Micro Matcher Fly Tying Video

Materials Needed:
Hook: #18-22 Tiemco 101
Thread: Olive 30-denier Semperfli Nano Silk
Tail: Blue dun tailing fibers
Rib: Extra-small silver UTC wire
Abdomen: Thread
Wingcase: Black ThinSkin
Thorax: Adams gray Superfine Dubbing
Legs: Brown Senyo’s Shaggy Dub
Coating: Solarez Thin, Hard UV resin

Walter Newman, a young fly fisher and fly tier from Littleton, Colorado, grew up just about an hour from the banks of the famous South Platte River. His formative years were spent fishing and tying alongside his father, but he gave it up for a period of time in high school to focus on the ever-present distractions that grab the attention of most teenage boys; girls and sports.

During his college years, Newman found himself behind the vise again, trying to match the local hatches as best he could. He credits a combination of his South Platte River days as well as a trip to the Gunnison River with the impetus to develop the Micro Matcher, his first commercially available pattern through Umpqua Feather Merchants.

Newman says he had great success with both the tailwater favorite RS2 and the new-at-the-time, Pat’s Rubber Legs patterns. His desire to create a hybrid of the two seemed at first far-fetched, but after a lengthy design process, he finally settled in on a perfect mix of technique and materials to create a leggy Baetis nymph that is an accurate match for not only Blue-winged Olives, but can be tied to match a variety of other blocky-bodied mayfly nymphs as well.

I have to admit, when I first saw this pattern I mistakenly took it as a simple tie. As it turns out, it is a tough little bug to pull off correctly, mostly owing to the placement of the ultrafine Spandex fibers of Senyo’s Shaggy Dub that are used for the trademark legs. Newman believes the water-resistance of the legs causes the fly to whirl and flip about more like a natural. They also add a slight amount of movement in and of themselves. These tiny, little legs create a challenging aspect to what is otherwise a straightforward fly, but it’s these minuscule details that set a fly apart from the crowd.

The legs aren’t the only unusual aspect, either. Newman uses synthetic tailing fibers for the tail, but rather than tying them to length and splitting them, he ties them long and then cuts them off blunt to better replicate the thicker tail fibers of these mayflies. As a type-A guy, this particular step really sticks in my craw, but then I figured if John Barr can cut the tail/shuck off squarely on a Barr Emerger pattern, Newman should probably be given the same grace. Time will tell on that decision.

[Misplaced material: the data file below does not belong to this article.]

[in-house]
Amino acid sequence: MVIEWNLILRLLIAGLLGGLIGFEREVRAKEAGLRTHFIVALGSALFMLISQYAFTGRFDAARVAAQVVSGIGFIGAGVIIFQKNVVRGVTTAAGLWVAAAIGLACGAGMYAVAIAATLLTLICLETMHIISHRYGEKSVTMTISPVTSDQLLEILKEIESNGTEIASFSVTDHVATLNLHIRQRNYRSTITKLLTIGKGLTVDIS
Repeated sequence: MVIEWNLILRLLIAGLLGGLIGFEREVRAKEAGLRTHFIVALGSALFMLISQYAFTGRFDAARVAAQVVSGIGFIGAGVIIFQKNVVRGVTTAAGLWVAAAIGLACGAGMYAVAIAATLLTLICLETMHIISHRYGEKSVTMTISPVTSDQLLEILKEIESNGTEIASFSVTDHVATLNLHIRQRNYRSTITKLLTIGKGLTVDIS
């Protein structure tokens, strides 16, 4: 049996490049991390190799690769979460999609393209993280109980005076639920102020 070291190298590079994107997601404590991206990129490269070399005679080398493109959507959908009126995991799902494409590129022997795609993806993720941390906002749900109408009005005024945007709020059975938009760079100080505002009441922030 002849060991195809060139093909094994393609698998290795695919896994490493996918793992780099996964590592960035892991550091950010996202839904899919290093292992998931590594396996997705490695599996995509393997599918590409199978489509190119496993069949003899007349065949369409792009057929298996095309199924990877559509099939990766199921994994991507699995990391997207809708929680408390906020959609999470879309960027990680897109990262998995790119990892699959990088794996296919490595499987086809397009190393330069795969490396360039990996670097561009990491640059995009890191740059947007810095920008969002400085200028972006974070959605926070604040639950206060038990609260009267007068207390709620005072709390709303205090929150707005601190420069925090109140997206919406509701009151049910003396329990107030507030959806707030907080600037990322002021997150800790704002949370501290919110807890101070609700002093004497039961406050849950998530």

The abdomen is typically made from 70-denier UTC Ultra Thread ribbed with extra-small UTC wire. The color spectrum using these products is unlimited. For my version, I opted for olive 30-denier Semperfli Nano Silk thread ribbed with silver wire, as I really like this particular color for Baetis nymphs.

This thread is very narrow, and that doesn’t hurt when you get to the complicated legging technique.

The wingcase is a slim strip of black Thin Skin, though you could easily substitute a piece of medium Mylar or Holographic Tinsel in its place. The thorax is the tiniest wisp of Superfine Dubbing. The entire top side of the fly is finished with a dollop of UV resin to finish off the shape, and accentuate the silhouette.

The legs present a few difficulties, and I found I had to really slow myself down and focus to get the three sets placed both evenly and perpendicular to the hook shank. I did this by twisting a tiny bit of dubbing onto the hook to create a small dubbing ball, and then tying in a strand of legs with a tight X-wrap. Then I dubbed another small ball of dubbing to repeat the process. Using the smallest amount of dubbing on the thread helps a lot, and worked even better when I actually split the legs with dubbed thread, rather than bare thread.

Newman likes to fish either the beadhead option (he simply adds a 1.5mm radiant tungsten bead to the hook) or the original as the bottom fly on a two- or three-nymph rig, and counts the purple version of his Micro Matcher (#22) as his favorite size and color. He most often fishes the Micro Matcher behind a leech or stonefly in Wyoming, where he now lives. For his home tailwaters in Colorado, he recommends a more stealthy combination of a Higa’s SOS Nymph or Gunslinger May along with a Micro Matcher, and a midge pattern like a Jujubee or Top Secret as a trailing fly.

The Micro Matcher might give you a few headaches at first, but once you get the technique dialed in, it’s pretty rewarding to have a row of such realistic little critters living in your fly box. It’s a perfect project given our current circumstances.

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